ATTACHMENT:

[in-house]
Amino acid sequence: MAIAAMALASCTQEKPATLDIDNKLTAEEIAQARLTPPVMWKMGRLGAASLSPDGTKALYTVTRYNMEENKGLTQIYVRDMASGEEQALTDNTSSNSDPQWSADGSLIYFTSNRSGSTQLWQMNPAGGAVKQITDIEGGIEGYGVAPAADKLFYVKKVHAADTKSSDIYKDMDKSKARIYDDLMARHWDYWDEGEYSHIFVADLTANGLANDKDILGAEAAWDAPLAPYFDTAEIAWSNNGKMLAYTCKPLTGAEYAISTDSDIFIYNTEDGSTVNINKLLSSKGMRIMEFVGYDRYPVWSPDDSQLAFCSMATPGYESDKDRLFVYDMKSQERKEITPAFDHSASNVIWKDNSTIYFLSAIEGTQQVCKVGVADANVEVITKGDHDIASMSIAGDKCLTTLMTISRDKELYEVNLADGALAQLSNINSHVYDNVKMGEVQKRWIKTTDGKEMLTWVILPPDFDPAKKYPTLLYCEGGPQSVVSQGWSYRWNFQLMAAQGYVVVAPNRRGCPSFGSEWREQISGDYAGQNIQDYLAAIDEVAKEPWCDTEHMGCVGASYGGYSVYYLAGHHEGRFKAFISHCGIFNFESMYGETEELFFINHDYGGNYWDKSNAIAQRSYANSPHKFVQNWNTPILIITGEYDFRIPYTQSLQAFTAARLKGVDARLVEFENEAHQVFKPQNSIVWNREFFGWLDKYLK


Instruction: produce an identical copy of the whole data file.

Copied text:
[in-house]
Amino acid sequence: MAIAAMALASCTQEKPATLDIDNKLTAEEIAQARLTPPVMWKMGRLGAASLSPDGTKALYTVTRYNMEENKGLTQIYVRDMASGEEQALTDNTSSNSDPQWSADGSLIYFTSNRSGSTQLWQMNPAGGAVKQITDIEGGIEGYGVAPAADKLFYVKKVHAADTKSSDIYKDMDKSKARIYDDLMARHWDYWDEGEYSHIFVADLTANGLANDKDILGAEAAWDAPLAPYFDTAEIAWSNNGKMLAYTCKPLTGAEYAISTDSDIFIYNTEDGSTVNINKLLSSKGMRIMEFVGYDRYPVWSPDDSQLAFCSMATPGYESDKDRLFVYDMKSQERKEITPAFDHSASNVIWKDNSTIYFLSAIEGTQQVCKVGVADANVEVITKGDHDIASMSIAGDKCLTTLMTISRDKELYEVNLADGALAQLSNINSHVYDNVKMGEVQKRWIKTTDGKEMLTWVILPPDFDPAKKYPTLLYCEGGPQSVVSQGWSYRWNFQLMAAQGYVVVAPNRRGCPSFGSEWREQISGDYAGQNIQDYLAAIDEVAKEPWCDTEHMGCVGASYGGYSVYYLAGHHEGRFKAFISHCGIFNFESMYGETEELFFINHDYGGNYWDKSNAIAQRSYANSPHKFVQNWNTPILIITGEYDFRIPYTQSLQAFTAARLKGVDARLVEFENEAHQVFKPQNSIVWNREFFGWLDKYLK